C and C++ are statically compiled languages. They're strongly typed. They make a point to be extremely fucking type savvy -- Except when they're just out to fuck with you, then they're just lazy elitist type snobs.
Consider the following:
int i = 4;
int d = -2;
unsigned int k = 10;
if ( k > i ) puts( "k is greater than i." );
else puts( "k is less than or equal to i." );
if ( k > d ) puts( "k is greater than d." );
else puts( "k is less than or equal to d." );
Which results in the following:
k is greater than i.
k is less than or equal to d.
That's right, 10 is less than or equal to -2. Wait, what?
The type promotion rules specify that the signed value will be promoted to an unsigned value during the compare, so on a 32 bit machine -2 is treated as 4,294,967,294... which really is greater than 10.
No sane person would ever expect a statement like this to return true if a
is positive number, and b
if ( a < b ) return true;
The problem is that the folks who created C were insane and lazy.
It's entirely possible to make the damn compare signs ACTUALLY WORK.
(Even my "toy" scripting language has working comparators.)
The compiler KNOWS the types are dissimilar, so it KNOWS it's about to fuck you over. It could generate extra code to make their language constructs actually work, but: Lazy.
For instance, when comparing values of dissimilar signs they could generate an additional check to ensure the signed value (b) is non negative:
if ( a < b && b > 0 ) return true;
Down in the ASM, they'd only have to insert one CMP / JMP instruction pair after the first compare to make such comparisons work -- Any computed values would be in the registers anyhow. If you've ever seen how much extra machine code is generated by doing pointer math, then you'd realize one compare & jump instruction pair is fucking trivial, even to the most "efficiency" focused fools.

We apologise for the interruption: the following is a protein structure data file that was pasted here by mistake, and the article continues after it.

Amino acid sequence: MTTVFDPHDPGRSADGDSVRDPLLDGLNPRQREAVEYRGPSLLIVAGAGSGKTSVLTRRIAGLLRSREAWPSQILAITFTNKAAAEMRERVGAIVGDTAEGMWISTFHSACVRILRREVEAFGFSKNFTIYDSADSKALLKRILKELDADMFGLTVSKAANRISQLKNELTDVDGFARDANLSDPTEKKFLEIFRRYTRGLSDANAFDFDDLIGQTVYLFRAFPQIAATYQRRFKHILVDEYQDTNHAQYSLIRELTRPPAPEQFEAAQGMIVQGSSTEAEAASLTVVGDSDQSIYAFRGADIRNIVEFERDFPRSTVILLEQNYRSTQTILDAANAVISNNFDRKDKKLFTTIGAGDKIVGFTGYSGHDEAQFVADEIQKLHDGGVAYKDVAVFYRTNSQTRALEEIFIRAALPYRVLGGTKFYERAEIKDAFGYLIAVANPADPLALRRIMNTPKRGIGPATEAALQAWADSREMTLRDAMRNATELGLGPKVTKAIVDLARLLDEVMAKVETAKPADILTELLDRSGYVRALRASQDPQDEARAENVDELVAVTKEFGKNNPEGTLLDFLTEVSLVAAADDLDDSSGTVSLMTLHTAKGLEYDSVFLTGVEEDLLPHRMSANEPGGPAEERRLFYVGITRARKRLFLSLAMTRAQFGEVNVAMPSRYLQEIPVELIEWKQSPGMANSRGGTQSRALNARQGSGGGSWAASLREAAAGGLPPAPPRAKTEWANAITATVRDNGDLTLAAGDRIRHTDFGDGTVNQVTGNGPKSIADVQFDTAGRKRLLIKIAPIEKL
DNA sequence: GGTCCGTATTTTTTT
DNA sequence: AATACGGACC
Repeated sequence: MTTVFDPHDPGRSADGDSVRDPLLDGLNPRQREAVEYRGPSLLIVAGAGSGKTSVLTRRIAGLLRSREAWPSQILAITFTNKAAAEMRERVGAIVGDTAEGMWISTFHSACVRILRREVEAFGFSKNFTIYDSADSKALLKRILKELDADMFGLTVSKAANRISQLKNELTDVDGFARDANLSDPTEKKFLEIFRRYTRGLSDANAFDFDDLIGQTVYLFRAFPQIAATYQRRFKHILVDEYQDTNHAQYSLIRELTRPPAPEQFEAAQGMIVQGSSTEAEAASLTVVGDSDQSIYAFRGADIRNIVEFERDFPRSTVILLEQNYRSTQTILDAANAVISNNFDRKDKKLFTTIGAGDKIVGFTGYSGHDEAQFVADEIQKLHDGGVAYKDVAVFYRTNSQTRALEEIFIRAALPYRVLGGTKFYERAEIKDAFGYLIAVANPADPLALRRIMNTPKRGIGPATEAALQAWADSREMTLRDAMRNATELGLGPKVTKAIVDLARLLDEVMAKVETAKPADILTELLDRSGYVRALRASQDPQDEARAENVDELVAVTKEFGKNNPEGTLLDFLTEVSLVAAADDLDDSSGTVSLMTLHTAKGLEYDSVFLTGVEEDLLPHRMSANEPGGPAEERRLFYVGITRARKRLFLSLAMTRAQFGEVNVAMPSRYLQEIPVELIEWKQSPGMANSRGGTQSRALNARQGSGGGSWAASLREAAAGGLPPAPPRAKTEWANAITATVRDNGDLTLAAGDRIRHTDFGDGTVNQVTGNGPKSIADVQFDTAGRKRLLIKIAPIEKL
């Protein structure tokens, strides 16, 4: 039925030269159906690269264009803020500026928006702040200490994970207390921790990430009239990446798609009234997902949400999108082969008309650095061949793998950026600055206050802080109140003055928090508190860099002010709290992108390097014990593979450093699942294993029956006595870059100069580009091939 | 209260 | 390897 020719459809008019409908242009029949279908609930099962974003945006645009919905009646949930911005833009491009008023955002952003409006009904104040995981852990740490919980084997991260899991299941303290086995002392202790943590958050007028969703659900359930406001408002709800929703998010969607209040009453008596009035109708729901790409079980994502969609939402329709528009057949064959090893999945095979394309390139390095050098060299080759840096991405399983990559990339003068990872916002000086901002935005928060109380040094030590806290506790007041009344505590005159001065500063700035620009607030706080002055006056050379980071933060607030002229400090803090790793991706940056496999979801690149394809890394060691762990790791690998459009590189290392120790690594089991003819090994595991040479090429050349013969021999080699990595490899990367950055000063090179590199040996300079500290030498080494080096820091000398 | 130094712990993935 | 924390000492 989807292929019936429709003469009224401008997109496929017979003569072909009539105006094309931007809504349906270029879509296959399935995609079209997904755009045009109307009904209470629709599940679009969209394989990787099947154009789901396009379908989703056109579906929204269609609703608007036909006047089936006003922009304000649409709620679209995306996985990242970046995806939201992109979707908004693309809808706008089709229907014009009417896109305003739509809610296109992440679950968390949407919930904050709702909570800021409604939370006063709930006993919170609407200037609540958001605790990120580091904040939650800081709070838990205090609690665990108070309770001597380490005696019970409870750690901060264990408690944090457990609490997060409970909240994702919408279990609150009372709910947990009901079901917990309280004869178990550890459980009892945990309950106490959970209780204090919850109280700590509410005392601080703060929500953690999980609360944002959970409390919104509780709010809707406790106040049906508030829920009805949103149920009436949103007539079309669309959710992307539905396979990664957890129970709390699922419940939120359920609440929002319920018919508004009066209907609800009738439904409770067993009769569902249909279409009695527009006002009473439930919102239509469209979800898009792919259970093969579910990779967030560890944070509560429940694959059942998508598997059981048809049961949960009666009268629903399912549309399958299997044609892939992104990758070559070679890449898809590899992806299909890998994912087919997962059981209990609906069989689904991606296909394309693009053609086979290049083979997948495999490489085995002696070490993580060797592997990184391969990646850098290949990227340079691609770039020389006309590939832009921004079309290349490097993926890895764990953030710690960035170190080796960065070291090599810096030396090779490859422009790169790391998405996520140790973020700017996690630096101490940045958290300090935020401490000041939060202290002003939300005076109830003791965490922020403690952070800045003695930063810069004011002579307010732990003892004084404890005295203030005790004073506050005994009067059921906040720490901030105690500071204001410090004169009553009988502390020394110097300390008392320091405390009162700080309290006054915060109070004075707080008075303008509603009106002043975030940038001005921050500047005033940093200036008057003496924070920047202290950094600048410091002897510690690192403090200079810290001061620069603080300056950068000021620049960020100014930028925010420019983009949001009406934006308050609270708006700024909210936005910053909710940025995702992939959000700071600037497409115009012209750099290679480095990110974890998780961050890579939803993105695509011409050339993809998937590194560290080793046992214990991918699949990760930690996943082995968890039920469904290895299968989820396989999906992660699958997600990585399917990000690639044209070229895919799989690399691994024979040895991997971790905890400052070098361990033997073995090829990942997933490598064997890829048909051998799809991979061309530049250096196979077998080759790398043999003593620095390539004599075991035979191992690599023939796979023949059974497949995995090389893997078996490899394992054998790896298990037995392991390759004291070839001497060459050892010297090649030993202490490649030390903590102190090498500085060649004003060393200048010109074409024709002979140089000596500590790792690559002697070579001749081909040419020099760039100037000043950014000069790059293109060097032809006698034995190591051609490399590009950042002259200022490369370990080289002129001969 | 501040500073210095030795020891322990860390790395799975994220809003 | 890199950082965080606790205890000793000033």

In truth, this is an edge case in the language that the original implementers overlooked; Many years ago, after this trap bit a few folks enough times to complain and want it changed, the language designers just stuck their noses in the air and said: "Deal with it."
Even though I've known about this little pitfall since my "Hello World" days, I still chased down a bug for three hours that was staring me in the face the whole time -- Until I looked up the types of the vars, and facepalmed.
I just got so spoiled coding in other languages not created by assholes that I got used to having basic boolean logic that's actually logical.
Also, The Standard doesn't say what type a "char" will be -- It could be a signed or unsigned byte, it's arbitrarily up to the compiler... How do you write correct comparison logic if you CAN'T know the fucking type?! "Just don't compare chars" -- ugh, I'm getting sick of this "Deal with it." bullshit.